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Brohmfence 101 - Dig Route

Let’s examine some common plays in the Brohmfence

Purdue v Missouri Photo by Jamie Squire/Getty Images

As the season rapidly approaches, I thought it would be interesting to break down some of the common plays you see out of Jeff Brohm and the Purdue offense. Brohm’s playbook is as thick as the Manhattan phone book (a dated reference no doubt) but there are some staple plays in both the run and pass game.

The first play we’re going to check out is the dig route. Brohm likes this play on 3rd down because it gives the quarterback several options, and a long window to potentially complete a pass.

This dig route (or square in) helped Purdue pick up momentum on offense in their first drive against Arizona. After 2 short incomplete passes, Purdue was facing a potential 3 and out on the first drive of the game. In order to avoid that fate, Brohm dialed up the dig route to get past the line to gain and continue the drive.

The Formation:


This is Purdue’s 02 package. In this formation Purdue lines up 2 tight ends (green), a field (yellow), slot (blue), and boundary (orange) receiver.

This is an interesting formation. The majority of teams go 5 wide in this situation, but Brohm favors the two tight end look in order to get 2 big targets in the middle of the field. When you hear a tight end recruit (Kyle Bilodeau for example) say that they like the fact Purdue runs 2 tight end formations, this is one of such example.

The Play:

Dig Route

I’ll give you a different angle on this play in a second, because it’s hard to see what’s really going on (wish I had access to the wide angle coaches film), but you get the general idea.

First, and most importantly, the offensive line holds, although it’s not a huge surprise, because Arizona goes conservative, rushes 3 and drops 8 into zone coverage. One of the problems w/ this formation is the empty set leaves no one in the backfield to pick up a blitz, but if the other team cooperates like Arizona, it’s not an issue.

Depth is key for the dig route. The receiver has to break inside between 12-15 yards. If you break the route off at 10 yards, you don’t have any room to come back to the ball and still get past the sticks. When you see this route stopped a yard short of the marker, it’s usually because the receiver broke it off to early and had to come back to make the catch. In this case, Phillips runs a nice route, breaking it off at around 13 or 14 yards.

Eli does an excellent job of climbing up into the pocket and waiting as Phillips runs across the zone. Eli is looking for a passing lane to open up. Phillips isn’t actually being covered by Arizona. You’ll notice he’s running horizontally through a void in the zone. He’s past the linebackers, but in front of the safeties. Eli just has to wait for a window to open up so he can drill the ball through the linebacker level of the defense.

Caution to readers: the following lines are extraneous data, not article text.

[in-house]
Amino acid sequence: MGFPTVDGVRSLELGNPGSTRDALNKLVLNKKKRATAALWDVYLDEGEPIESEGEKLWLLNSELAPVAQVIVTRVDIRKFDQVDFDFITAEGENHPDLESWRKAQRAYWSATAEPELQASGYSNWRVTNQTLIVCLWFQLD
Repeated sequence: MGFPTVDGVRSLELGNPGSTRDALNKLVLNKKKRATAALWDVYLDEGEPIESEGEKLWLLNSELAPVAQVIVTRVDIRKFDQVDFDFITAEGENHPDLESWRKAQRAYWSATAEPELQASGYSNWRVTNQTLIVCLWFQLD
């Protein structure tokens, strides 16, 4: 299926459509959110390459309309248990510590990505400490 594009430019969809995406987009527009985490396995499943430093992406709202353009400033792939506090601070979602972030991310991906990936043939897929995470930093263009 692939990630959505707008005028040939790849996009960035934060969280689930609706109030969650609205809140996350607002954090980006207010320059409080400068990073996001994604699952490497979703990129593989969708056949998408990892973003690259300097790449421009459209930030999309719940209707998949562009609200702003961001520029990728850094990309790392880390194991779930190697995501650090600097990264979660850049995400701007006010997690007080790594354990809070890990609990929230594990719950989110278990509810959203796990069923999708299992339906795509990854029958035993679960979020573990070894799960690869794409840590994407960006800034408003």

This is where Eli’s exceptional arm strength pays dividends. As soon as that window opens, Eli fires a strike, not allowing the linebackers to recover, and keeping the safeties from closing on the receiver in time. A ball with less velocity could bring either the linebackers or the safeties into play.

Another Look:


This is an excellent view of exactly what Sindelar is looking at right before he throws the ball. The field receiver (yellow) and the tight end on the left (green) are both working outside the numbers. This is holding 3 Arizona defenders outside, and keeping the middle open for the dig route.

The slot receiver (blue) is key, because he is drawing the attention of 2 defenders. The Arizona linebacker (orange) is interested in the only route in front of him, which is the slot receiver running an out. He breaks to the out route, opening up the throwing window.

If you’re wondering what the Arizona defender (purple) is up to, I’m assuming he’s a spy on Sindelar (this is one of the reasons Purdue didn’t disclose Eli’s injury, you don’t spy a QB that you know can’t run), and he sees a bunch of potentially open space for a quarterback run, so he steps up to fill that space, again, taking him out of the window.

Finally, the tight end in the middle of the field (green) is occupying the deep safety and appears to be open as well. I can’t say for sure, but I’m guessing he’s probable Eli’s 2nd or 3rd option on this play (either ahead of or behind the slot out). The boundary receiver (orange) is clearly the primary receiver, and play seems to be working. If the linebackers stayed in their zones and closed the window, Eli would then move on to other options.

It’s a little hard to see, because of the angle (and circling made it more difficult to see) but the boundary receiver (orange) is running across the face of the deep safety on his side of the field. At this point, the only player on the Arizona defense that can make a play is that safety, and it’s the receivers job to make sure he can’t break on the route (again, it helps that it’s extremely hard to break on one of Sindelar’s fast balls).

When to expect this play:

This is one of Purdue’s primary routes on 3rd and long. When the Boilermakers needs a long first down, don’t be shocked if this is the play (or a similar version of this play) Brohm dials up, especially if Sindelar is in at quarterback.